Yalla, S V; Andriole, G L

1984-09-01

323

Antioxidants and endothelial dysfunction in Hyperlipidemia  

Microsoft Academic Search

Endothelial function is abnormal in a variety of diseased states such as hypercholesterolemia and atherosclerosis. This may\\u000a be secondary to decreased synthesis of nitric oxide (NO) and\\/or increased degradation of NO due to interaction with superoxide\\u000a anions. More recent experimental observations demonstrate increased production of superoxide in hyperlipidemia, suggesting\\u000a that endothelial dysfunction in these states is in part secondary to

Ascan Warnholtz; Hanke Mollnau; Mathias Oelze; Maria Wendt; Thomas Münzel

2001-01-01

324

Minor Neurological Dysfunction in Children with Dyslexia  

ERIC Educational Resources Information Center

Aim: To improve understanding of brain function in children with severe dyslexia in terms of minor neurological dysfunctions (MNDs). Method: One hundred and four children (81 males, 23 females; age range 7-12y; mean age 9y 7mo, SD 1y 2mo;) with severe dyslexia (the presence of a Full-scale IQ score of greater than or equal to 85, retardation in…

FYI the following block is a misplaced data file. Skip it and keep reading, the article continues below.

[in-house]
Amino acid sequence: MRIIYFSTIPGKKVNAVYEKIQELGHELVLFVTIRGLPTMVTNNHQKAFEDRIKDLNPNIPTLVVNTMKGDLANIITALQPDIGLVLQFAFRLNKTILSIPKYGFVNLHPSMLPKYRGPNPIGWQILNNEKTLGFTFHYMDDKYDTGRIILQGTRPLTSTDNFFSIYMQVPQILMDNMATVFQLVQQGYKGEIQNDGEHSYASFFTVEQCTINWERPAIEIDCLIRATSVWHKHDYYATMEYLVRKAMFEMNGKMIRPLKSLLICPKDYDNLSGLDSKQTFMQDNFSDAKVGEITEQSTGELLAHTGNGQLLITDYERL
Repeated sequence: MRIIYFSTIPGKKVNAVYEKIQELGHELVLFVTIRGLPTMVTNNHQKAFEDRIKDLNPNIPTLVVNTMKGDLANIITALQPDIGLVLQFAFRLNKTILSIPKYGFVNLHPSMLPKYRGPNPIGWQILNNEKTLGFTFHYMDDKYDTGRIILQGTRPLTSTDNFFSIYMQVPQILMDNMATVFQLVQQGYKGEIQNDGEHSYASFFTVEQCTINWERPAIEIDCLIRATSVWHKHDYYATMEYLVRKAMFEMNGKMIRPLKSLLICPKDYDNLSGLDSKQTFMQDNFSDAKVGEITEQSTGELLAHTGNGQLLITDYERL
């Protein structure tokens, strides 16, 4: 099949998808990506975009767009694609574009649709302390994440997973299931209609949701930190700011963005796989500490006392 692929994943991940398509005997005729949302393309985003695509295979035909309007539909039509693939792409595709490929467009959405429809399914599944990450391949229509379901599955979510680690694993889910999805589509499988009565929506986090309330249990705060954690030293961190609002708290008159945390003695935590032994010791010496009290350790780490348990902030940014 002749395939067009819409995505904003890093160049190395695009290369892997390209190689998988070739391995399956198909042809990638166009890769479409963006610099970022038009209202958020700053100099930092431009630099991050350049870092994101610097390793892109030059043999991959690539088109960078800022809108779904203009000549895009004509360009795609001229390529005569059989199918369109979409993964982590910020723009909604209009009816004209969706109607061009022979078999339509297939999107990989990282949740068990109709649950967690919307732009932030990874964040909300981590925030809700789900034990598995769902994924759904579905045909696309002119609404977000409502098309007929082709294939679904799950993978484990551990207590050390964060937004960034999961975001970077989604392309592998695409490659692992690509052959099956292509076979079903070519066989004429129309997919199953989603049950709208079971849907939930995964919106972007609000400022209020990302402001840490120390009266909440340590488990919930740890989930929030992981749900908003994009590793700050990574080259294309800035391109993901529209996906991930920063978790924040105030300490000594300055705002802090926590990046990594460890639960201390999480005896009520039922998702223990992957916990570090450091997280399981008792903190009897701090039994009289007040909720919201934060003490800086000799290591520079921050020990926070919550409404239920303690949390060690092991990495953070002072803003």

Punt, Marja; de Jong, Marianne; de Groot, Erik; Hadders-Algra, Mijna

2010-01-01

325

Oculomotor dysfunction in patients with syphilis.  

PubMed Central

Four patients with syphilis or, in two instances, possibly some other treponematosis, underwent oculomotor and audiological tests. The oculomotor test result was abnormal in all four patients. Three had abnormal smooth pursuit eye movements and two of them had hypometric voluntary horizontal saccades, which indicate that the central nervous system (CNS) was affected. Moreover, one of the patients had pathological auditory brain stem responses, which indicate brain stem dysfunction. Another patient had signs of Menière's syndrome in one ear. PMID:3583275